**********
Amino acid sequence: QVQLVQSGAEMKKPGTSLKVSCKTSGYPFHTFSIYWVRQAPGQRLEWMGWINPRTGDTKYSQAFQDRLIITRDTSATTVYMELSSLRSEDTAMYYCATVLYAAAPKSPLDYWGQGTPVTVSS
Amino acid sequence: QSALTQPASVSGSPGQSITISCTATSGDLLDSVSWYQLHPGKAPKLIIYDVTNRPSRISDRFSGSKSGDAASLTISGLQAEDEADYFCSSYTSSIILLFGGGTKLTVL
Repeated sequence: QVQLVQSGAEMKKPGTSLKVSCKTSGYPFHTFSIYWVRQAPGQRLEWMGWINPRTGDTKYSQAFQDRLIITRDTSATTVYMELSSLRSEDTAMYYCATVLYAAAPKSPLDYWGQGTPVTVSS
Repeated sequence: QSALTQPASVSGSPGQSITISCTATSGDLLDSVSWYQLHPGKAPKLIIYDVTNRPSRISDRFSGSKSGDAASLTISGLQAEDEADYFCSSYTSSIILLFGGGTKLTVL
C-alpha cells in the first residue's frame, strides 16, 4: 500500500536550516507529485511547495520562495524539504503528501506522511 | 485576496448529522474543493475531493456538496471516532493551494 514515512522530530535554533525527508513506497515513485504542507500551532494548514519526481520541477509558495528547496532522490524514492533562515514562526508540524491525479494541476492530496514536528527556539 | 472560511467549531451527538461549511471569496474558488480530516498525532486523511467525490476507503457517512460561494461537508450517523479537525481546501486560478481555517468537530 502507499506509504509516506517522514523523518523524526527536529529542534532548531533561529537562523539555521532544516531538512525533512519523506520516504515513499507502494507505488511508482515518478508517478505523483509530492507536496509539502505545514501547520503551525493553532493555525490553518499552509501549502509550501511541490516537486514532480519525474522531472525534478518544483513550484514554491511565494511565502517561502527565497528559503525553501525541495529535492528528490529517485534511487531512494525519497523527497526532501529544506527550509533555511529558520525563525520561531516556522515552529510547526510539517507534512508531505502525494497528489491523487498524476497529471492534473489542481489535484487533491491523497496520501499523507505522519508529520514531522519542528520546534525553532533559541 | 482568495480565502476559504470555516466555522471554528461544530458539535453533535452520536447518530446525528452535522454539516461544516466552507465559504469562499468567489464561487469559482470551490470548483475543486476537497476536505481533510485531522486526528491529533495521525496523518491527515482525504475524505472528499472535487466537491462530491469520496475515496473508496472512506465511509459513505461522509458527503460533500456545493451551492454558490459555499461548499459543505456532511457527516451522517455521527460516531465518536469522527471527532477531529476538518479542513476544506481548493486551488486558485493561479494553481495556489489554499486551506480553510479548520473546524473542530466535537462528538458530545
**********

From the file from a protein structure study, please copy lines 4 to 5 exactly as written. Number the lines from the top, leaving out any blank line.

Repeated sequence: QSALTQPASVSGSPGQSITISCTATSGDLLDSVSWYQLHPGKAPKLIIYDVTNRPSRISDRFSGSKSGDAASLTISGLQAEDEADYFCSSYTSSIILLFGGGTKLTVL
C-alpha cells in the first residue's frame, strides 16, 4: 500500500536550516507529485511547495520562495524539504503528501506522511 | 485576496448529522474543493475531493456538496471516532493551494 514515512522530530535554533525527508513506497515513485504542507500551532494548514519526481520541477509558495528547496532522490524514492533562515514562526508540524491525479494541476492530496514536528527556539 | 472560511467549531451527538461549511471569496474558488480530516498525532486523511467525490476507503457517512460561494461537508450517523479537525481546501486560478481555517468537530 502507499506509504509516506517522514523523518523524526527536529529542534532548531533561529537562523539555521532544516531538512525533512519523506520516504515513499507502494507505488511508482515518478508517478505523483509530492507536496509539502505545514501547520503551525493553532493555525490553518499552509501549502509550501511541490516537486514532480519525474522531472525534478518544483513550484514554491511565494511565502517561502527565497528559503525553501525541495529535492528528490529517485534511487531512494525519497523527497526532501529544506527550509533555511529558520525563525520561531516556522515552529510547526510539517507534512508531505502525494497528489491523487498524476497529471492534473489542481489535484487533491491523497496520501499523507505522519508529520514531522519542528520546534525553532533559541 | 482568495480565502476559504470555516466555522471554528461544530458539535453533535452520536447518530446525528452535522454539516461544516466552507465559504469562499468567489464561487469559482470551490470548483475543486476537497476536505481533510485531522486526528491529533495521525496523518491527515482525504475524505472528499472535487466537491462530491469520496475515496473508496472512506465511509459513505461522509458527503460533500456545493451551492454558490459555499461548499459543505456532511457527516451522517455521527460516531465518536469522527471527532477531529476538518479542513476544506481548493486551488486558485493561479494553481495556489489554499486551506480553510479548520473546524473542530466535537462528538458530545